Background: Opioid analgesia is an important treatment modality for patients with chronic pain, including pain attributed to cancer- and noncancer-related illness. Unfortunately, an estimated 40%–80% of opioid users experience opioid-induced constipation (OIC). Methylnaltrexone (MNTX) is indicated for the treatment of OIC. In clinical trials, the most common adverse events (AEs) were gastrointestinal (GI) in nature. This post hoc analysis assessed the incidence of AEs, including GI AEs, across 7 doses of MNTX versus placebo (PBO) in patients with and without cancer to inform possible associations between effective laxation and AEs.

Methods: Data were pooled from 2 multicenter, double-blind, randomized, PBO-controlled clinical trials of subcutaneous (SC) MNTX in adults with OIC and advanced illness. Study 302 (NCT00402038) compared SC MNTX 0.15 mg/kg (adjustable to ≥0.30 mg/kg beginning on day 9) versus PBO every other day for 14 days. Study 4000 (NCT00672477) compared SC MNTX (8 mg for patients ≥38 to < 62 kg; 12 mg for patients ≥62 kg) versus PBO every other day for 14 days. AEs occurring within 24 hours following each dose were reported. A responder analysis was also performed that looked at AEs occurring within 24 hours following each dose in patients who had a rescue-free laxation response within 4 hours of the respective dose.

Results: The full cohort included 179 patients who received MNTX (cancer, n=116; noncancer, n=63) and 185 patients who received PBO (cancer, n=114; noncancer, n=71). The proportion of MNTX-treated patients with an AE in the full, cancer, and noncancer cohorts decreased from dose 1 (26.3%, 30.2%, 19.0%) to dose 7 (10.2%, 10.4%, 9.8%); slight reductions were also observed in the PBO group from dose 1 (14.6%, 14.9%, 14.0%) to dose 7 (12.2%, 12.3%, 12.0%). Consistent with previous observations, the most common AEs were GI in nature, which reduced in MNTX-treated patients from dose 1 (20.7%, 25.0%, 12.7%) to dose 7 (7.4%, 7.5%, 7.3%), and in PBO-treated patients from dose 1 (8.1%, 8.8%, 7.0%) to dose 7 (4.1%, 5.5%, 2.0%). Responding patients at each dose were more likely to have AEs than nonresponders, regardless of treatment, and the incidence of AEs was similar among responding patients at each dose treated with MNTX or PBO (eg, dose 1: 31.5% and 25.8%, 35.1% and 29.4%, 24.3% and 21.4% in the full, cancer, and noncancer cohorts).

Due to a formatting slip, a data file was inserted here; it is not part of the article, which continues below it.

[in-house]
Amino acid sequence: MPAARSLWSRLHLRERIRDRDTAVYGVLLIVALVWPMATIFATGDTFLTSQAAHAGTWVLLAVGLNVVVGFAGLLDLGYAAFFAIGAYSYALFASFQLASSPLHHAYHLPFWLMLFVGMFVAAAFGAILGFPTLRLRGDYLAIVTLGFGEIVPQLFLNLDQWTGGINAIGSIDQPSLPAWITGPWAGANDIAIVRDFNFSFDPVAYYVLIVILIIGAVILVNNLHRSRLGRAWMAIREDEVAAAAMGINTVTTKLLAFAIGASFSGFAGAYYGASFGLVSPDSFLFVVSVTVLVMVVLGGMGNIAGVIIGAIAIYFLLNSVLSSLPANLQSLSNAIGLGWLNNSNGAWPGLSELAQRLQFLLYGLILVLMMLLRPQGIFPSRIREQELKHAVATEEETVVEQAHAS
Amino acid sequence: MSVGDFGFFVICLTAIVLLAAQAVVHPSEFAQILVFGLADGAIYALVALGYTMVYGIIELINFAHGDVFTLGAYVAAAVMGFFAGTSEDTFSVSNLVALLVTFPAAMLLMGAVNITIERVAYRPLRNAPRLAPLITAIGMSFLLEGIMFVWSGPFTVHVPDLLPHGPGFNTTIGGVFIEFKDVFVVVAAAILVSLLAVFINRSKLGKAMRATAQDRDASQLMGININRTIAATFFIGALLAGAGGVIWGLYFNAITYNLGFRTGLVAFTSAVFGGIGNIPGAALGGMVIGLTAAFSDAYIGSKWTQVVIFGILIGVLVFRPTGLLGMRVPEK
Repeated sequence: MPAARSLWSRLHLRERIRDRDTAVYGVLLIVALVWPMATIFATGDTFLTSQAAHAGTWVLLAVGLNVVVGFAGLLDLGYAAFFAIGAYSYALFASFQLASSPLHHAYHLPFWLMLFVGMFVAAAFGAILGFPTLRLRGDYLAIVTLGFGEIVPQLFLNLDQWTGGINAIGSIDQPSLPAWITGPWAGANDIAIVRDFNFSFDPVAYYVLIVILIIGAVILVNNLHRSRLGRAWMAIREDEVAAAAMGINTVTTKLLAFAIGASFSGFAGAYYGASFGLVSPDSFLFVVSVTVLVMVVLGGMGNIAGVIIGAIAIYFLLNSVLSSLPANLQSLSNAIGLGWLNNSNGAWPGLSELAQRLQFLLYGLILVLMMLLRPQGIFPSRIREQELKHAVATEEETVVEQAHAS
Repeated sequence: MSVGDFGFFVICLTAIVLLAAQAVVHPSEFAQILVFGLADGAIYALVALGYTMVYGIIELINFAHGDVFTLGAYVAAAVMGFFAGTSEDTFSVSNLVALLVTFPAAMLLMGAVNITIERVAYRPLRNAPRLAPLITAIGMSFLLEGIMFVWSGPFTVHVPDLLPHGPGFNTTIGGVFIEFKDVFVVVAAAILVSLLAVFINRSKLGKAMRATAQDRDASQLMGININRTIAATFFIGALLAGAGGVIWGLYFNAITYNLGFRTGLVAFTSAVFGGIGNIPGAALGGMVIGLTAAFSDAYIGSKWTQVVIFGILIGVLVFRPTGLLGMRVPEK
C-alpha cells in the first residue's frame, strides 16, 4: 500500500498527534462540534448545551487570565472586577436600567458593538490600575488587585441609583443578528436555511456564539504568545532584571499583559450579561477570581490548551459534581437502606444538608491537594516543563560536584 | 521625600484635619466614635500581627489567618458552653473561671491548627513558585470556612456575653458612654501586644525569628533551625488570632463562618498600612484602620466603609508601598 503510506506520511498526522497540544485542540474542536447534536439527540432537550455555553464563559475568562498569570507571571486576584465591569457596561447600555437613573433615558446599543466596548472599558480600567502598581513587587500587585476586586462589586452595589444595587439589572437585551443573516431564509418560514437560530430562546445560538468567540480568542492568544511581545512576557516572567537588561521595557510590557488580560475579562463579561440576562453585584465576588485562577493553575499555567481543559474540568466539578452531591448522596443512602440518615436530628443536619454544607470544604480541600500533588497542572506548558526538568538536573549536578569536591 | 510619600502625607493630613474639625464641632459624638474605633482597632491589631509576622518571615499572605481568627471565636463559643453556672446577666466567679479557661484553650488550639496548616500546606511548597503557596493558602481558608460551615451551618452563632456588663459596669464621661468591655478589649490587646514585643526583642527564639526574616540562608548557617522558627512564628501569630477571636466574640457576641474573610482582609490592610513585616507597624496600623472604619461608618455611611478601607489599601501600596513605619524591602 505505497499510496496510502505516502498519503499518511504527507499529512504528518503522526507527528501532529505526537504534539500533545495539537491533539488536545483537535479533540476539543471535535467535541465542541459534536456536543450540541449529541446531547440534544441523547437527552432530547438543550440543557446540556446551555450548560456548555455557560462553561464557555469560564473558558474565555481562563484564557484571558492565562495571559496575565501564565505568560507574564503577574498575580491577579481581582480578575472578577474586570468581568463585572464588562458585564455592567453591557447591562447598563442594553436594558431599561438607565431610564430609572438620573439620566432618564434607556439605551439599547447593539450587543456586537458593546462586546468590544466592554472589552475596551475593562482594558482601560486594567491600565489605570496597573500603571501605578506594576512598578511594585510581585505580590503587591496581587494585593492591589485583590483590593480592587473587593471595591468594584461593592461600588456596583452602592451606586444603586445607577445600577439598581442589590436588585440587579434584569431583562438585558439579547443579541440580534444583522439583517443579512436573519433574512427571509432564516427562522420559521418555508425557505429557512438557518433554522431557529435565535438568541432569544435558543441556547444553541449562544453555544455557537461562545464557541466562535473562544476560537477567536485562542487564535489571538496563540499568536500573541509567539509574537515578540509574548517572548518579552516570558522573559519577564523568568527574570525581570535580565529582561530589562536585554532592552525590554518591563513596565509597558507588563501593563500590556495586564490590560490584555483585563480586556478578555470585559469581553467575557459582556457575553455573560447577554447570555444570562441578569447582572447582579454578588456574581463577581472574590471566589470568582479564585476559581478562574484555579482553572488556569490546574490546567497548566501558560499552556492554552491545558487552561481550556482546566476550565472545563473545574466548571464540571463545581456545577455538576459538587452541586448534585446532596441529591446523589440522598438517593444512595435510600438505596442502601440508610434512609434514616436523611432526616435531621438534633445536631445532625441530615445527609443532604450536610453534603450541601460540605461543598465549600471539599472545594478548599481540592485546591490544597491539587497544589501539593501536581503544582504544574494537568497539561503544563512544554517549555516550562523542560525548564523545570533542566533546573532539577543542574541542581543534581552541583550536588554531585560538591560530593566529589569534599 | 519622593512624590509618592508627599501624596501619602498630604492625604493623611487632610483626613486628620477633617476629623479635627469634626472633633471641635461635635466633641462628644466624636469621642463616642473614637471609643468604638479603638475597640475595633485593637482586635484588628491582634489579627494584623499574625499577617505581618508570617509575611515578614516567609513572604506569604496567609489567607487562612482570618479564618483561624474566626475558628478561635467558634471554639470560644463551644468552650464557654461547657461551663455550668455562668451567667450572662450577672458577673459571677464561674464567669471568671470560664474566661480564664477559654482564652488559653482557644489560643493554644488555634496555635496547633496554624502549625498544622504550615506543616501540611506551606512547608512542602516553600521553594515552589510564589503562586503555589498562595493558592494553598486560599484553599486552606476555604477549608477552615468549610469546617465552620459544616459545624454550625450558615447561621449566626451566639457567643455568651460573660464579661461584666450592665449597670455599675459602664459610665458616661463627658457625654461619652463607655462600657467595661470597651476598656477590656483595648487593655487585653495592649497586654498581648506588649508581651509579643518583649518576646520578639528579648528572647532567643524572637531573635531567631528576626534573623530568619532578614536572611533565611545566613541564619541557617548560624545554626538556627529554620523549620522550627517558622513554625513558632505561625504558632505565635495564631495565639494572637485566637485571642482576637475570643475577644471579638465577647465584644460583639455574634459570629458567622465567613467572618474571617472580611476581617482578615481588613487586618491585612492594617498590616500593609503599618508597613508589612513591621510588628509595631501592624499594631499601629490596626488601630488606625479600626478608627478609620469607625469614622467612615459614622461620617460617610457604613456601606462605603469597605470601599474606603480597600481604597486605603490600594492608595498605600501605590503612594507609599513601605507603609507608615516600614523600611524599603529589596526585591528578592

Conclusions: The incidence of AEs with MNTX in patients with advanced illness improves with repeat dosing. The association of observed AEs and treatment response suggests laxation response as a potential factor driving AE experiences with MNTX.